The primary difference between these two cryptocurrencies is the level of privacy they offer. Bitcoin transactions can be traced back to their origin, while Monero transactions are designed to be completely anonymous. Monero uses a technology called “ring signatures” to mix the sender’s transaction with those of other users, making it impossible to identify which transaction belongs to which user. This makes Monero a more private and secure cryptocurrency compared to Bitcoin.
Monero has been by far the most dominant and used truly private cryptocurrency, but there are other solutions in the space.
Pirate Chain, with its appropriate ARRR ticker is based on the Zcash protocol, which uses advanced cryptography to provide enhanced privacy and security features. PirateChain is designed to provide complete anonymity to its users, making it an ideal choice for those who value their privacy using a proven technology.
PirateChain uses a unique technology called zk-SNARKs, which allows users to transact without revealing their identities. This technology is used to shield the sender, receiver, and amount of each transaction, making it virtually impossible to trace transactions back to their origin.
In addition to its privacy features, PirateChain is also highly secure. It uses a proof-of-work consensus algorithm, which ensures that transactions are verified and processed securely. It is also resistant to 51% attacks, which are a common threat to many other cryptocurrencies. Unlike Zcash, PirateChain transactions are private by default. If for any reason you want to make a transaction public, you can do so, but you must explicitly choose to do so.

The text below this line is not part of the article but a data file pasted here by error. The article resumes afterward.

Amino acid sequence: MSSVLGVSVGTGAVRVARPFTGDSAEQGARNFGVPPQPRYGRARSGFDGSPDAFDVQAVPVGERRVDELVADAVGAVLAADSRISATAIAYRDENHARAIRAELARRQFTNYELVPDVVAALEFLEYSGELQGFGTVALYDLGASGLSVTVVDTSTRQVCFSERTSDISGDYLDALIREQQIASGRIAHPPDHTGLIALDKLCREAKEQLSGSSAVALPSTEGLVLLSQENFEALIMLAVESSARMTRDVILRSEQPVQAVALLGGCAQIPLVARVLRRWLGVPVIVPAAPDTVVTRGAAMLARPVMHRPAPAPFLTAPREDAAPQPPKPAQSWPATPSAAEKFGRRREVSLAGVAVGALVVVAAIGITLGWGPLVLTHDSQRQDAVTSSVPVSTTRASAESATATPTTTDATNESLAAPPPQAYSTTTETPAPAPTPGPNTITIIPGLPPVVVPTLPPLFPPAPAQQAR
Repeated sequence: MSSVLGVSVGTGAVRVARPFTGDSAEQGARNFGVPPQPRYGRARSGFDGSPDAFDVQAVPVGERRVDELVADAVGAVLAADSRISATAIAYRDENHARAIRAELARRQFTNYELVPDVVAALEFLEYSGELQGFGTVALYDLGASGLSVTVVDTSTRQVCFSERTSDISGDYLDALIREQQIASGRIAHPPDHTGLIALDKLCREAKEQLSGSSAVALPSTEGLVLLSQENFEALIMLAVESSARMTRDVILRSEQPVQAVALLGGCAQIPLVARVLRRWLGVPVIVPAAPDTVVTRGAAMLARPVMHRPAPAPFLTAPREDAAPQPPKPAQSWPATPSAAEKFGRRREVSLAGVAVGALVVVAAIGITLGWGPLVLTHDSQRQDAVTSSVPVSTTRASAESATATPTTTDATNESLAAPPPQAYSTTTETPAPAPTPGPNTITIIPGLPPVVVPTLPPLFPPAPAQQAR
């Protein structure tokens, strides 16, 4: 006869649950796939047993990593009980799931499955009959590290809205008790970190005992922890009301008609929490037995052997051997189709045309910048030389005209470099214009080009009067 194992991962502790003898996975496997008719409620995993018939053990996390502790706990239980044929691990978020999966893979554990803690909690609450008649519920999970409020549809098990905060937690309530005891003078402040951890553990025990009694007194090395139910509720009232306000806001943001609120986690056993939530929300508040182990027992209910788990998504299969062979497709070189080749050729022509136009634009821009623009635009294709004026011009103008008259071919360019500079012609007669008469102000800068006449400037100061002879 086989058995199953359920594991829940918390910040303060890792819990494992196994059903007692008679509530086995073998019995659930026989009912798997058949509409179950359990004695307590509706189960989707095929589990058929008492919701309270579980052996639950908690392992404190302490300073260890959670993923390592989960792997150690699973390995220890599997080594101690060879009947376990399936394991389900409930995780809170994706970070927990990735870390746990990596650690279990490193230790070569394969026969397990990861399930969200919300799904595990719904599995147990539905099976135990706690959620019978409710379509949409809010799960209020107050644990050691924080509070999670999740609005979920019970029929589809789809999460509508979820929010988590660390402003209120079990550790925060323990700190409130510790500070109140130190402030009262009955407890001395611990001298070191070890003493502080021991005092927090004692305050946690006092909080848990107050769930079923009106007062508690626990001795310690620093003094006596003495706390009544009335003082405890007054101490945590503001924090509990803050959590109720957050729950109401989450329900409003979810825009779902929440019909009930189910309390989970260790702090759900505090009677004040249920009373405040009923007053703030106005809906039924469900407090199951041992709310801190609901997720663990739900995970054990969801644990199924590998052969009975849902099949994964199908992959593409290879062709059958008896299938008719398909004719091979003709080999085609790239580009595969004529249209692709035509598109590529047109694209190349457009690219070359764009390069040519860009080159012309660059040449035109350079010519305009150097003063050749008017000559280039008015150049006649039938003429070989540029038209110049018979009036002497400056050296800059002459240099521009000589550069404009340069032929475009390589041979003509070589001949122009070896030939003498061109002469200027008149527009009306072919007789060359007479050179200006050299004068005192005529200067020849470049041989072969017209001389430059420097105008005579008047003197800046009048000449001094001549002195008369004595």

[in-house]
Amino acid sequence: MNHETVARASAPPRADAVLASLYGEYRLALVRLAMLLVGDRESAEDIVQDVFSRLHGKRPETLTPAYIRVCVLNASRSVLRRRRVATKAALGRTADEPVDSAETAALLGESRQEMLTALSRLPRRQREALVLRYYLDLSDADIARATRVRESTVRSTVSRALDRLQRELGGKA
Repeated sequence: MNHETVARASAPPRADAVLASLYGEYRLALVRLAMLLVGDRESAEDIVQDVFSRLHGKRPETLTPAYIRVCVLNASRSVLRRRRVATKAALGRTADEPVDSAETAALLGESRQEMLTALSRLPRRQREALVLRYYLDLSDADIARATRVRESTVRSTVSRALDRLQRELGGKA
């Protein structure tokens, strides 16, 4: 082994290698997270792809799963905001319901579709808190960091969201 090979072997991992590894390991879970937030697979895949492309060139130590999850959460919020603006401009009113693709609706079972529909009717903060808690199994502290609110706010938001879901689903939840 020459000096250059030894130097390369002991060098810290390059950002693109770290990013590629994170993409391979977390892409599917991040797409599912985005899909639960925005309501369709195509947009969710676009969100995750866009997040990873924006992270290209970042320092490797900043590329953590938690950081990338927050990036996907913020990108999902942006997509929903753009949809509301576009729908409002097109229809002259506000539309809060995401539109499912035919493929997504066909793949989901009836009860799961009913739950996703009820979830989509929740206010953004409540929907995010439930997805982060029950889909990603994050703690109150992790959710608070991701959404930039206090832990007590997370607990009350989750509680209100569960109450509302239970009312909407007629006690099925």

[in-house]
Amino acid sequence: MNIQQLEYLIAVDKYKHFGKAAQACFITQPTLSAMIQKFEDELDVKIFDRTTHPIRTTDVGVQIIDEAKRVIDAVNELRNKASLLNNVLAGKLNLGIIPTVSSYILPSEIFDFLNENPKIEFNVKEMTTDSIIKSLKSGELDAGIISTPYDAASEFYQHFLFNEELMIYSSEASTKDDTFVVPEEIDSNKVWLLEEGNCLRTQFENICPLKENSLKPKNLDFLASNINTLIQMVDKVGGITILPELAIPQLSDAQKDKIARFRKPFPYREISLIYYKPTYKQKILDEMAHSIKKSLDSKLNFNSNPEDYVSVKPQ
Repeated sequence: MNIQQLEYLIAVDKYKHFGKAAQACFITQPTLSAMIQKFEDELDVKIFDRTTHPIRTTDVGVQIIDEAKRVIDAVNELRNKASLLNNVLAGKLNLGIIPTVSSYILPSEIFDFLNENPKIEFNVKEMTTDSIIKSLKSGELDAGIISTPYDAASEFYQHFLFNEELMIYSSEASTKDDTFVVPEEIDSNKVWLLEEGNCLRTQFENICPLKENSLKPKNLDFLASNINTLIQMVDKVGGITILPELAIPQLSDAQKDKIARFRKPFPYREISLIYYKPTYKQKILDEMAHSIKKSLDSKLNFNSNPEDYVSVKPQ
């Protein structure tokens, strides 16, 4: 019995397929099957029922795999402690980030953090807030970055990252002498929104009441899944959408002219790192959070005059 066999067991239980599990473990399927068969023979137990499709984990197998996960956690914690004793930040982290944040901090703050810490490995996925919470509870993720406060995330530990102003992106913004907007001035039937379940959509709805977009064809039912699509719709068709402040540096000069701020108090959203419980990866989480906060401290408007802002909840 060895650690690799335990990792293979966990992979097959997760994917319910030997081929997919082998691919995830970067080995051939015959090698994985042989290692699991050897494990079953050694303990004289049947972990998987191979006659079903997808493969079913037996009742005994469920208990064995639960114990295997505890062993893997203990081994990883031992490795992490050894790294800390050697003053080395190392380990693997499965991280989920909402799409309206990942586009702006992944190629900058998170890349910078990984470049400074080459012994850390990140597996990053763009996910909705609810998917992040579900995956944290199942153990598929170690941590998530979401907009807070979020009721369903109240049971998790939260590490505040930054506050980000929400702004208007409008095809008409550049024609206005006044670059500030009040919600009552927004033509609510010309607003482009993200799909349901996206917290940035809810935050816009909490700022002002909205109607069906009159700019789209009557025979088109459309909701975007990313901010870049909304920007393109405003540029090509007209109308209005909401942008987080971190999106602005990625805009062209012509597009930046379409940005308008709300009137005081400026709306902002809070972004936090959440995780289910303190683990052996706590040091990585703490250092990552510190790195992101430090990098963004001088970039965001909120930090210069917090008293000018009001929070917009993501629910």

The Panther Protocol
For a long-time privacy orientated transactions have been utilized through an entirely independent cryptocurrency such as Monero or PirateChain, each with there own blockchain and independent from other cryptocurrency assets. But, what about the massive token-space on the Ethereum Blockchain?
This is where the Panther Protocol comes in. I’ve discussed this protocol many a time before, so I won’t go into to much depth here.
The Panther Protocol uses multi-asset shielded pools as the primary function for enabling privacy.
Multi-asset shielded pools(MASP) are a type of privacy-focused asset pool that allows for the shielding of multiple types of assets, including tokens of different standards such as NFTs. These pools are designed to support tokens of many kinds and sources, making them a great boost to privacy. They are composed of various assets and allow users to deploy tokens to smart contracts seamlessly. Multi-asset shielded pools are also built with mechanisms to align the incentives of users, rewarding those that contribute to shielding by adding tokens to the pool.
MASPs are part of a broader trend towards privacy-focused DeFi solutions. They are designed to provide a way for users to pool their assets together in a way that hides the identities of the individuals involved and the amounts of the assets being traded.